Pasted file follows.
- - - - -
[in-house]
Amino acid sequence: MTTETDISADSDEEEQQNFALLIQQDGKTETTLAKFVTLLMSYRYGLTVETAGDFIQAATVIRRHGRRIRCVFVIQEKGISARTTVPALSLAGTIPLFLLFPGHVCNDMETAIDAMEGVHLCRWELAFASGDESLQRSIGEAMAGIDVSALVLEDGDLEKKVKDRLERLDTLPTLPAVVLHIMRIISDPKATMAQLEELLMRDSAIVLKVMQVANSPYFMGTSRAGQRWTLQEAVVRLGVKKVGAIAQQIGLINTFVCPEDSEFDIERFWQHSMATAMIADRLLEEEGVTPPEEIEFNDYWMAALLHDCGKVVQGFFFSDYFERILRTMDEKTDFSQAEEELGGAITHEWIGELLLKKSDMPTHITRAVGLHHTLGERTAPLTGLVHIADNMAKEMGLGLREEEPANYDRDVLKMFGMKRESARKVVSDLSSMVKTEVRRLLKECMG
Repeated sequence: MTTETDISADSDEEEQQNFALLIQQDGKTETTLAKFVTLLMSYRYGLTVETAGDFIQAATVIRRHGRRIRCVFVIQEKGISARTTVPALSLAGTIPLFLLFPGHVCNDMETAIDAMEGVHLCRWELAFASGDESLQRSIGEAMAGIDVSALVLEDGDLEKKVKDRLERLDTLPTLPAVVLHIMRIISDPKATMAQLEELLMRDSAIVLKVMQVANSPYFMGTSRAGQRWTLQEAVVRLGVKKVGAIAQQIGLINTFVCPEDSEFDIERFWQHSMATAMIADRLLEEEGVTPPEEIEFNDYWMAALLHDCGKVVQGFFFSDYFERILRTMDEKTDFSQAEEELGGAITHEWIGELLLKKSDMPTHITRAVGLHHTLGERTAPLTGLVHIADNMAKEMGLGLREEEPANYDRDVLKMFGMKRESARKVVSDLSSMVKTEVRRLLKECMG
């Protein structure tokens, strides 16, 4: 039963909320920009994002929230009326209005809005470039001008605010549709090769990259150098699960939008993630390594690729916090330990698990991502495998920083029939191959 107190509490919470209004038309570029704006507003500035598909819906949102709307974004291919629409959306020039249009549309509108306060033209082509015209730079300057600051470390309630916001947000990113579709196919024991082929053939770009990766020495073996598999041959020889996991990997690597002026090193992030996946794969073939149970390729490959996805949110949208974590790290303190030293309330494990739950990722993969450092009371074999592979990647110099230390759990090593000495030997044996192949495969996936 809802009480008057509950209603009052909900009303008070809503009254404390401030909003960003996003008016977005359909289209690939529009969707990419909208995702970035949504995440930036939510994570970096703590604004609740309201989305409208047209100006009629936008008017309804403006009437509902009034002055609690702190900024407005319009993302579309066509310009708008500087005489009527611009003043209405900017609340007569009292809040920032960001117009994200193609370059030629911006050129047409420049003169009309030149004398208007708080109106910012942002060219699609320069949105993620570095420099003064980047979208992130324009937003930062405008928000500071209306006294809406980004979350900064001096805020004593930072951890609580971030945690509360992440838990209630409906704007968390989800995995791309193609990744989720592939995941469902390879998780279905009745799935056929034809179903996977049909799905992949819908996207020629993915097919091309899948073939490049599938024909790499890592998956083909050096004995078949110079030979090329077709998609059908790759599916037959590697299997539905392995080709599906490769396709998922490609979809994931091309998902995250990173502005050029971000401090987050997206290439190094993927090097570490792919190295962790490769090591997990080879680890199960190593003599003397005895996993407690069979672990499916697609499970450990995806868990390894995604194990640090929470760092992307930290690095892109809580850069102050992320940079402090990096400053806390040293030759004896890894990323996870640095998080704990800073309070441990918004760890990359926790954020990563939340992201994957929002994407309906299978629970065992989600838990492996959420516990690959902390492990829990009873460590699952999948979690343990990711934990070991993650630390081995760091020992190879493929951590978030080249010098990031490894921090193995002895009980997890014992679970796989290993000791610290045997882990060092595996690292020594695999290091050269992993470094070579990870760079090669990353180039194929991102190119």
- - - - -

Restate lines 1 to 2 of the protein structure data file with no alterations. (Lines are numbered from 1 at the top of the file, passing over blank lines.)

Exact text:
[in-house]
Amino acid sequence: MTTETDISADSDEEEQQNFALLIQQDGKTETTLAKFVTLLMSYRYGLTVETAGDFIQAATVIRRHGRRIRCVFVIQEKGISARTTVPALSLAGTIPLFLLFPGHVCNDMETAIDAMEGVHLCRWELAFASGDESLQRSIGEAMAGIDVSALVLEDGDLEKKVKDRLERLDTLPTLPAVVLHIMRIISDPKATMAQLEELLMRDSAIVLKVMQVANSPYFMGTSRAGQRWTLQEAVVRLGVKKVGAIAQQIGLINTFVCPEDSEFDIERFWQHSMATAMIADRLLEEEGVTPPEEIEFNDYWMAALLHDCGKVVQGFFFSDYFERILRTMDEKTDFSQAEEELGGAITHEWIGELLLKKSDMPTHITRAVGLHHTLGERTAPLTGLVHIADNMAKEMGLGLREEEPANYDRDVLKMFGMKRESARKVVSDLSSMVKTEVRRLLKECMG